A few days after we wondered whether datamoshing is making a comeback, this arresting new video for London producer Leila’s latest single, “Welcome to Your Life” (above), introduces the concept of “Dadamoshing”. Created by Leila and Polish duo Pussykrew, the surrealist clip’s incessant mangling of collages complements the abrasive nature of the track, sung by Berlin-based musician Matt Sims. And yes, that is Marcel Duchamp you can hear towards the end.
The song is taken from Leila Arab’s fourth album, U&I, out this week on Warp Records. A longtime associate of Björk and Aphex Twin, Leila has released music for labels such as XL and Rephlex, and recently produced parts of Björk’s Biophilia album.
Here she gives us a brief schooling on just what, exactly, this whole “dadamoshing” thing’s about.
The Creators Project: What’s the idea behind this video, and how do you think it relates to the song?
Leila Arab: The nature of life, the notion of parallel existences—the idea of “welcome to your life” and the concept of “seeing without your eyes”. The video deals with the absurdity of modern life, consumerism and shows the “animals” (past and present, extinct and extant) that are here.
Who are the Pussykrew and how did you end up working together?
They are a Polish couple who are friends of Matt and they got in touch a while ago about wanting to do something for me visually, and this felt like a good project for us to do together. I think that Eastern European art (especially the Czechs) has a great tradition of absurdist humour and we talked about that a lot when I first met them.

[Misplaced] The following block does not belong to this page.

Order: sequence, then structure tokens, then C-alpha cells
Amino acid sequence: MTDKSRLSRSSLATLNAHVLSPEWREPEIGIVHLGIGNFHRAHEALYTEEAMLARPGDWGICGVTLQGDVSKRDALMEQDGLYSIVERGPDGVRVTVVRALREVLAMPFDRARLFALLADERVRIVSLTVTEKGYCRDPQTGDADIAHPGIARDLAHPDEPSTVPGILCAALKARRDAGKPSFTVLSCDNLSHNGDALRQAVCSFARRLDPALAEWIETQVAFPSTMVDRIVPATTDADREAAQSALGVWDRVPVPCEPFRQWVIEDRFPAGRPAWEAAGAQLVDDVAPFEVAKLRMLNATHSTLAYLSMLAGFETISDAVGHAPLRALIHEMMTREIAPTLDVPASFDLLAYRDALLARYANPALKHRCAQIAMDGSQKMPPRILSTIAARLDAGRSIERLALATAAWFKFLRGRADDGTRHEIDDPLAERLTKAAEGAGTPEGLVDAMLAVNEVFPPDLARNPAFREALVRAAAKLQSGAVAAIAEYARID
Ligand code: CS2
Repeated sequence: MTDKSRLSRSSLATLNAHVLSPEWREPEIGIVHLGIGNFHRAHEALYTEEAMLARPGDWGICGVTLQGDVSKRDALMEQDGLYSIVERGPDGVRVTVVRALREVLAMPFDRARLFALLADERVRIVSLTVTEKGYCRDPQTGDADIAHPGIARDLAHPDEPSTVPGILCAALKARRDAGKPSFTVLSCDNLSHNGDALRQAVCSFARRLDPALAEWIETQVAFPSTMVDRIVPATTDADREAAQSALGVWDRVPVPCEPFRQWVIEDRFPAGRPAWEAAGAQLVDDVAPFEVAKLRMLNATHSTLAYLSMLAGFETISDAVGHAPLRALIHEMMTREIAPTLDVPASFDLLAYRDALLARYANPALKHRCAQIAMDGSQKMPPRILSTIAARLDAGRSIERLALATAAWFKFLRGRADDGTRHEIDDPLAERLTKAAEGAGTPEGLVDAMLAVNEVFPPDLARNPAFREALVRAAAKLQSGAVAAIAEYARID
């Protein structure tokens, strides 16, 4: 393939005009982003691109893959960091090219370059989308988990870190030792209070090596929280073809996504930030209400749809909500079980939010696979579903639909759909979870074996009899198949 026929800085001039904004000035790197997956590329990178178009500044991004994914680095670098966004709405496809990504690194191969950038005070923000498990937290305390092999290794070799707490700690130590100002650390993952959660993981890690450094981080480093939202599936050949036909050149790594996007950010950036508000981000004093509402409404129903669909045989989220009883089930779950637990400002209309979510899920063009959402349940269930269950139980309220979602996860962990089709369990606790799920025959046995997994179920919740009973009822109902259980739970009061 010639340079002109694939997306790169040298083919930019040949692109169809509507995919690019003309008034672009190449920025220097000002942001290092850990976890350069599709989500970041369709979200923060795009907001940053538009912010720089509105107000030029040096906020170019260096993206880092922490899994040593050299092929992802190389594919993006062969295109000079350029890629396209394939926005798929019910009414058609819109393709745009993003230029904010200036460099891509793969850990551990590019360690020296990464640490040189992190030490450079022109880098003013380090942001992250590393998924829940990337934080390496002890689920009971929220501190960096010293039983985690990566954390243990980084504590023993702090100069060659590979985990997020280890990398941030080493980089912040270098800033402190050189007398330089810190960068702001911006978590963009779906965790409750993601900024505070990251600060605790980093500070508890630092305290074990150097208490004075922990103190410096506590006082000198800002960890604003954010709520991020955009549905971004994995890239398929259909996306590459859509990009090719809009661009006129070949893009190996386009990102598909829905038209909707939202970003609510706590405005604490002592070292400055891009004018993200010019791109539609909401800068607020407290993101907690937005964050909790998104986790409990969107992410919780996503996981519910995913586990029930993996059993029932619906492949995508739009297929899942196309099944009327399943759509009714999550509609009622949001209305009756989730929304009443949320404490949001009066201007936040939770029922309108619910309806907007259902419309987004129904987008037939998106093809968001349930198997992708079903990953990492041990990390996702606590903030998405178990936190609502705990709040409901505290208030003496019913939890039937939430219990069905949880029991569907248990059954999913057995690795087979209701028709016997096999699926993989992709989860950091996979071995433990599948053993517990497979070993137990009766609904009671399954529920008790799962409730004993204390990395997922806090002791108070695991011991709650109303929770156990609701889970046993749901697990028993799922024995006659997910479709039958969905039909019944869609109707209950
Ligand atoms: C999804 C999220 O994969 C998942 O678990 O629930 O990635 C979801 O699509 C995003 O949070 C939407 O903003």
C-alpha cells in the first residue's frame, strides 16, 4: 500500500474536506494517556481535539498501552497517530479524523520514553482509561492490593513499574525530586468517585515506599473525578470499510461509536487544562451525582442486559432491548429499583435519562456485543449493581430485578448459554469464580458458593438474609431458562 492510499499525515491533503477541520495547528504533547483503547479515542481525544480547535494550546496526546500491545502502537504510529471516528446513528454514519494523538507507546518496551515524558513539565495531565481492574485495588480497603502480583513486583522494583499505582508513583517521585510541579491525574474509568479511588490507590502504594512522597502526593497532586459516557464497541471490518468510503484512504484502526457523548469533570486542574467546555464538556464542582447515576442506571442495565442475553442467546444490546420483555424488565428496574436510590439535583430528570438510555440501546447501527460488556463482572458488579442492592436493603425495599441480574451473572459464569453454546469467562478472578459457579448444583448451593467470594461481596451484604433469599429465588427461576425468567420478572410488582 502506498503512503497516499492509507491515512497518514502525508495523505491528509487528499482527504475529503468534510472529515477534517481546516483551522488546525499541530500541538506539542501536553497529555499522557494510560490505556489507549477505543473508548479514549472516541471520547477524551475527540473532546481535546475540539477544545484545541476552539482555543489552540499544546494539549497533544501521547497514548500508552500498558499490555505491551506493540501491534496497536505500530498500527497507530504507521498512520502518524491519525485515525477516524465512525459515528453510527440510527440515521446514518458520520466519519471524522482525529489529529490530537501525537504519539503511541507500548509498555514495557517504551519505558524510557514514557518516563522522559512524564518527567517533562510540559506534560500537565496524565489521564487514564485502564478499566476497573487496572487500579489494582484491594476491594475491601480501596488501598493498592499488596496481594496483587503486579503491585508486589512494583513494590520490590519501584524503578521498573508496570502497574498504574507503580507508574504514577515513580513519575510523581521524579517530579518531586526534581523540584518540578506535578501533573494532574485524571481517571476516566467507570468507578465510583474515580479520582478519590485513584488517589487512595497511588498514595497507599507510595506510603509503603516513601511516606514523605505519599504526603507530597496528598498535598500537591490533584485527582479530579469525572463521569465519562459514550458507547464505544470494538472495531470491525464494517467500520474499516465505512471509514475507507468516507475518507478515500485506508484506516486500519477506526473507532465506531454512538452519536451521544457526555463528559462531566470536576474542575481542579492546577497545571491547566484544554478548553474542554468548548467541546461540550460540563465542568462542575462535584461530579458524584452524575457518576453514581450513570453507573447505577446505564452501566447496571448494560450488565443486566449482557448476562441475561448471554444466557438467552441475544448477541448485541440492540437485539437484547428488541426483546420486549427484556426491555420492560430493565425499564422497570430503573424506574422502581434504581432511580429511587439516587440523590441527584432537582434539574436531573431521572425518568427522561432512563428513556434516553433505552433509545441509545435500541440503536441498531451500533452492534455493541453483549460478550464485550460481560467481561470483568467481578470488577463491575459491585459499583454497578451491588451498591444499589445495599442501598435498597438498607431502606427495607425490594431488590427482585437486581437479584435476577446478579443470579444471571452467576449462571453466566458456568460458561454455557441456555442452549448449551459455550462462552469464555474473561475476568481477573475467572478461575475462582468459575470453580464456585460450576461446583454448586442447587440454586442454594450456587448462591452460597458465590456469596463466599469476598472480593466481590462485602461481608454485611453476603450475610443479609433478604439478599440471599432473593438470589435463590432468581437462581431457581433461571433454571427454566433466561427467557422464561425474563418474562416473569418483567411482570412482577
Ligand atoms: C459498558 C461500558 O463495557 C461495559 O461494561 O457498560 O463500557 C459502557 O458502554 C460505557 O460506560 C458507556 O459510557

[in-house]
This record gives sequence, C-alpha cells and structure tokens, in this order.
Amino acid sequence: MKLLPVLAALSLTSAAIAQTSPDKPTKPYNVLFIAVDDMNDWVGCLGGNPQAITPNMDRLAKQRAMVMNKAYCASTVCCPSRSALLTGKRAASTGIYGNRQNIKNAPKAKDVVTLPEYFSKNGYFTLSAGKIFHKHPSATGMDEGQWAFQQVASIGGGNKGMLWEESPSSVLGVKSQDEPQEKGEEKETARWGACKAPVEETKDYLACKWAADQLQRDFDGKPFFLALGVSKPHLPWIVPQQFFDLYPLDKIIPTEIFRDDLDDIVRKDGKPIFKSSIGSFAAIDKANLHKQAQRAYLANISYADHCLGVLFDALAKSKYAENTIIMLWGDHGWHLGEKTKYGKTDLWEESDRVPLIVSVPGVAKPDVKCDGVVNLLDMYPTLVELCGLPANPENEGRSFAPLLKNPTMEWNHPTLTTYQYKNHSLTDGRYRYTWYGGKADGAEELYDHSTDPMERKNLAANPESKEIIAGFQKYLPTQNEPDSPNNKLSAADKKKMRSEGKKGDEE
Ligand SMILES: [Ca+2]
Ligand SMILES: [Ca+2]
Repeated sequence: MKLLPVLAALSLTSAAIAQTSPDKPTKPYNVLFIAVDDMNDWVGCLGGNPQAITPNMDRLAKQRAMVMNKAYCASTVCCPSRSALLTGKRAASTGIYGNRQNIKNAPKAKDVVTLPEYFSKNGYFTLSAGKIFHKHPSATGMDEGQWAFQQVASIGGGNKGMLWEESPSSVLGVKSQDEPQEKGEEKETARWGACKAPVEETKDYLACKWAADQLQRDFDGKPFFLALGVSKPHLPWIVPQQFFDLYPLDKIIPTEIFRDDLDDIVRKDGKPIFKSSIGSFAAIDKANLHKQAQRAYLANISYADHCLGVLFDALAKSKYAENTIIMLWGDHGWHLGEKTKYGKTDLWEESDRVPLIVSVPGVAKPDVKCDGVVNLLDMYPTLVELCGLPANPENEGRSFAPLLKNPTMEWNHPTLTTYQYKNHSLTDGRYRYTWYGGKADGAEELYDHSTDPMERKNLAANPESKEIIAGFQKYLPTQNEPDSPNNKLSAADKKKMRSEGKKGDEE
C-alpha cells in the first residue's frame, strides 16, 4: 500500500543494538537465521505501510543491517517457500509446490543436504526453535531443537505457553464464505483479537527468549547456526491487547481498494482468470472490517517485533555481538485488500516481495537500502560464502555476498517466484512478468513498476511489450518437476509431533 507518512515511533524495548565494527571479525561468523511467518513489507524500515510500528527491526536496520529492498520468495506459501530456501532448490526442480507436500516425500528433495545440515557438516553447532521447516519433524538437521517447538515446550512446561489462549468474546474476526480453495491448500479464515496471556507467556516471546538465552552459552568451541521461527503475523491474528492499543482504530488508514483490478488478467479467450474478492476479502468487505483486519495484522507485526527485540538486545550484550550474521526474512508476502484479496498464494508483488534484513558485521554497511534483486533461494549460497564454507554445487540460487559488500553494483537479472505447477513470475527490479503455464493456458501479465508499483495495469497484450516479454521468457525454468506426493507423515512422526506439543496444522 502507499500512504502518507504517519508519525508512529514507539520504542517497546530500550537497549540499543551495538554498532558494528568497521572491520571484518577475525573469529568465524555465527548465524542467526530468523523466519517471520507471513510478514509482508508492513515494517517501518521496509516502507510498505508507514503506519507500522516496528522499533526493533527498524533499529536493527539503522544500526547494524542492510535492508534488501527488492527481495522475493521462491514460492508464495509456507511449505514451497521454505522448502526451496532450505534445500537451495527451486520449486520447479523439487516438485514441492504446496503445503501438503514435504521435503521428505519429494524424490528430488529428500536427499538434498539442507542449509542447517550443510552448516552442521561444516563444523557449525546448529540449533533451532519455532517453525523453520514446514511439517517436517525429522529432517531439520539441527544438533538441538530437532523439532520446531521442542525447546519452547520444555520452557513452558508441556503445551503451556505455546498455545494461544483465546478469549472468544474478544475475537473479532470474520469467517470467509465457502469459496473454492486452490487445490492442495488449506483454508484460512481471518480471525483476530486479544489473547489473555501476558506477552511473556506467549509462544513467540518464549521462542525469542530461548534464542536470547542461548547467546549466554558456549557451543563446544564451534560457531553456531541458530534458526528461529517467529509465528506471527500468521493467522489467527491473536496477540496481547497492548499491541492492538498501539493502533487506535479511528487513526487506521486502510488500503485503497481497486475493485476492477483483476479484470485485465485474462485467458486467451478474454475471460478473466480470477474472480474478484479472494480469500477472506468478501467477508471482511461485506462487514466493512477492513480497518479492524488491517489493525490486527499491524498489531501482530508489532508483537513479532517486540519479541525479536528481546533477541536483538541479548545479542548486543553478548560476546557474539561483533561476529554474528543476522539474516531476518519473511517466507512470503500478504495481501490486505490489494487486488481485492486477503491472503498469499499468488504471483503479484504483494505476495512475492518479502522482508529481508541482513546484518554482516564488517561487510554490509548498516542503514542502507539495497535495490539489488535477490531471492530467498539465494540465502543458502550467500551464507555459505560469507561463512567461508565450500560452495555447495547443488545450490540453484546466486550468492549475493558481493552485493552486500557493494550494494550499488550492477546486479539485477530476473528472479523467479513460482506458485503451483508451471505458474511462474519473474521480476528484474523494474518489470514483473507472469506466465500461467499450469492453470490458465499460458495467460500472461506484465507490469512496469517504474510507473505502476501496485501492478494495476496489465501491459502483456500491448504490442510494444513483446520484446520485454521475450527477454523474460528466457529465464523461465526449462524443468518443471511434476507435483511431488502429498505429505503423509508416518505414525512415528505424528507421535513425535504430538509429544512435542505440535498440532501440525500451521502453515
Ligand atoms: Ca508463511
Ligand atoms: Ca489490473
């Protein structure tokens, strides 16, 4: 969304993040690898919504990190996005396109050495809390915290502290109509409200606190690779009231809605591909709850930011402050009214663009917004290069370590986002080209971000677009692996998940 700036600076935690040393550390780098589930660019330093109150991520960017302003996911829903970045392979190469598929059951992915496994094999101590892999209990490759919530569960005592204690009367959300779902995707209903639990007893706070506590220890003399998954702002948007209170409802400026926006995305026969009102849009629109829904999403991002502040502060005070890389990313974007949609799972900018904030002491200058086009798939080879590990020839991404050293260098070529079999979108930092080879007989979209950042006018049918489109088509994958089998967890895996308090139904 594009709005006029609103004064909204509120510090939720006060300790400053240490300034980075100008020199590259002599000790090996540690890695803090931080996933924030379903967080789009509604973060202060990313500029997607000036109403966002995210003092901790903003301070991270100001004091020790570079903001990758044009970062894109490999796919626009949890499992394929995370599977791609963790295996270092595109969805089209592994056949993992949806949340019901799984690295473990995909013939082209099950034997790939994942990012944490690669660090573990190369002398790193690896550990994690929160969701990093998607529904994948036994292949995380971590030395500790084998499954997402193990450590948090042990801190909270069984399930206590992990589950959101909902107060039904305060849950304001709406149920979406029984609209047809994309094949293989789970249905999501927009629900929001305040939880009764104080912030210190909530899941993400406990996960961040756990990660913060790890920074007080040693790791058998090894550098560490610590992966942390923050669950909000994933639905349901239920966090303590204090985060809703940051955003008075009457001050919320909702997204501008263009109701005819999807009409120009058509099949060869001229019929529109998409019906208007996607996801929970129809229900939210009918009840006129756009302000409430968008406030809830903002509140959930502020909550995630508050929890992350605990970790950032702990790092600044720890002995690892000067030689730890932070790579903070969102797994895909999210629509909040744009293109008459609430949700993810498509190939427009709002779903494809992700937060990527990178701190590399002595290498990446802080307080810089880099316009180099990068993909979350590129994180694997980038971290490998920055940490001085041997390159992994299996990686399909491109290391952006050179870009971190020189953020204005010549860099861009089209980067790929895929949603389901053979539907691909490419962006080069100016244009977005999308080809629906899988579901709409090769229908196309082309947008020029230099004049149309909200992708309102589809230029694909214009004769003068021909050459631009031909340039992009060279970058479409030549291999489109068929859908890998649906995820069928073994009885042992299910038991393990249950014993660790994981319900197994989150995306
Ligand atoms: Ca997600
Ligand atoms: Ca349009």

Did the video turn out the way you expected?
Yes and no. Time and money always get in the way of pure art but I think it is a pretty good actualisation of what it could have been. Finished art is always a problem for me—I invariably prefer the potential to the actuality. The idea is about dreams, the reality is concerned with function.
Which are your favourite moments in the video?
I like my logo [Leila on a bicycle] and it is always fun to brand random things with it. The opening scene of the hand with a mouth in it is pretty lush—I think Buñuel would have approved. The lip-sync animals are also a laugh. More would have been good: bees and birds maybe, but even basic 3D is a time nightmare.
There’s a moment when the word “DADAMOSH” appears onscreen—presumably a play on datamoshing, the technique of digital video manipulation used by the directors?
I actually didn’t know this but saw it in the rough draft and said let’s change it to “dadamosh” and keep it in.
What is it about Dada that appeals to you?
Achieving a balance between gravitas and absurdity, humanity and aesthetics. I think we are actually at a very similar time socially and politically (conservatism, war, economic meltdowns) so I think Dadaism is very apt.
And the “Pour moi, le Dadaisme…” text: where is this spoken-word clip taken from?
That’s from an interview with Marcel Duchamp done by Philippe Soupault.
Track “(Disappointed Cloud)” off the new album
You’ve released a lot of records but haven’t had many videos made. Why is that?
I like the idea of art, the reality is often dull. When people do briefs for such things, they are pretty rubbish.
What was the last video you saw where you thought, “Wow”?
Pina Bausch’s “A Sagração da Primavera”: I adore this section of music and this interpretation is very well paced. It draws out the depth of the recurring musical theme/motif. As for the video, I like they way they fall at 1.53, it’s funny.